University research has expanded considerably in the 1990s. University research enhances the stock of knowledge, generates increased technological opportunities across a wide range of industrial fields and increases the potential productivity of private industrial R&D, apart from increasing the learning ability of graduates, when performed in close interaction with university teaching.

  • Strong pressures exist for the privatization of scientific knowledge and the protection of technology. This trend may not only affect scientific international cooperation, which is essential for the development of science, but also limit the access to the most modern and competitive technologies, hampering the diffusion of important innovations. The determination of the impact of intellectual property protection policies still remains controversial due to the scarcity of empirical work.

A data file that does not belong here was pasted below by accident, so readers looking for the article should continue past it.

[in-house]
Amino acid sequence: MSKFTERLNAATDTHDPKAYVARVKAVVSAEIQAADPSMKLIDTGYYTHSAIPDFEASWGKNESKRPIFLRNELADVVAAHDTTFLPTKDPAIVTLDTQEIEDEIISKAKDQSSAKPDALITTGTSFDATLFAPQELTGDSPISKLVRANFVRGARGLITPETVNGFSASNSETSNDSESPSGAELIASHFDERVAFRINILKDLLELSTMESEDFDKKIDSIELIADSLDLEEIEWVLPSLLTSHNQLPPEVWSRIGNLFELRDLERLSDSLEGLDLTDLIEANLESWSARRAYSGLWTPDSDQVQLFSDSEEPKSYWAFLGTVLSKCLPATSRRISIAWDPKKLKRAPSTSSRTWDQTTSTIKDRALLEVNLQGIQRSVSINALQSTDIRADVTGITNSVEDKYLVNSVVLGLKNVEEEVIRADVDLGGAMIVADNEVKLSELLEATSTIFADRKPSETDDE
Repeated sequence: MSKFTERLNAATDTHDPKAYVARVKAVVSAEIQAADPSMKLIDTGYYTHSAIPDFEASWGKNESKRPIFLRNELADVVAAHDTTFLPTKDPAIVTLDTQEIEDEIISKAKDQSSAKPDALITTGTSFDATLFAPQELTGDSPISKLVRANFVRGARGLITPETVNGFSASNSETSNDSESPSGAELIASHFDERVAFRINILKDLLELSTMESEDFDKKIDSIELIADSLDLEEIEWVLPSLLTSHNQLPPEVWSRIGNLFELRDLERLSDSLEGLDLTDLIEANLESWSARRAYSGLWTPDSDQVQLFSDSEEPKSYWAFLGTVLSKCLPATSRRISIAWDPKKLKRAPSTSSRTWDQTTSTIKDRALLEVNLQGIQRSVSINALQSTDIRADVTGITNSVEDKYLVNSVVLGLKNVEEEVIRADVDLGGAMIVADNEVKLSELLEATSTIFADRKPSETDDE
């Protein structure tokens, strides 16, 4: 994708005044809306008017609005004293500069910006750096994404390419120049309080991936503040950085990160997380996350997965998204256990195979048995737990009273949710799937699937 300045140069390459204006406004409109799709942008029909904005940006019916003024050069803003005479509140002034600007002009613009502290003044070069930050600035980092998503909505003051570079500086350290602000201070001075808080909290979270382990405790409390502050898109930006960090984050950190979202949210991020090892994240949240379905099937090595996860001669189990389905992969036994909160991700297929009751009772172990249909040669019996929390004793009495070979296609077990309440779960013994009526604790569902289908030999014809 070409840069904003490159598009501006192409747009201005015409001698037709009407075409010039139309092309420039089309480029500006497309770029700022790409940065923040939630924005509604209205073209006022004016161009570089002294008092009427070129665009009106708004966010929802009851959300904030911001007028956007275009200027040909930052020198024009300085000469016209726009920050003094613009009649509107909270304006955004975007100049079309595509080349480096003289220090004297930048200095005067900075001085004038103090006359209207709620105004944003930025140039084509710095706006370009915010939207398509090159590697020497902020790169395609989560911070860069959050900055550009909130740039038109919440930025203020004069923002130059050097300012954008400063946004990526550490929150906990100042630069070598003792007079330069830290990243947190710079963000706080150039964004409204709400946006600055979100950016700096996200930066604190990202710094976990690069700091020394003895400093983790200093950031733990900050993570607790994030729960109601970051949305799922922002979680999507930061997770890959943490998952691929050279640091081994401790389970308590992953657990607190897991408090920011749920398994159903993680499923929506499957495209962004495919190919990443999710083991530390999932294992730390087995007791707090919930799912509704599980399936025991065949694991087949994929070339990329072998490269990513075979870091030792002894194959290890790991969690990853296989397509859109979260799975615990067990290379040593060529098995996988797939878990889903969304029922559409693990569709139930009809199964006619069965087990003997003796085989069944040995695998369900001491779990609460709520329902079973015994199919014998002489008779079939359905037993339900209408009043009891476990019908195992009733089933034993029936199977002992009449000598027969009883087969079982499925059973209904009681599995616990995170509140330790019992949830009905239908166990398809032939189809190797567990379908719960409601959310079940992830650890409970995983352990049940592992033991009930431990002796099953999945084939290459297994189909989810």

• US universities have been particularly successful at contributing to the accomplishment of commercial opportunities, whilst related actions in Europe have been erratic in quality and scarce in quantity. In the US, new innovations have benefited from a close interaction between universities and the community. In the context of the complex web of relationships between universities and industrial firms, intellectual property by universities represent a small portion. Nonetheless, the existence of explicit strategy for intellectual property protection in the US has provided the generation of sizeable aggregate level of income, though the impact of income at the institutional level is negligible on average.
  • Despite the impact of patent income at few US universities and the overall growth, we should stress that, on average, the share of royalties in the total research expenditures remains small, and below 0.2%. Although the figures do not represent the specific trends of the leading US universities, the expectation is that this share will remain small.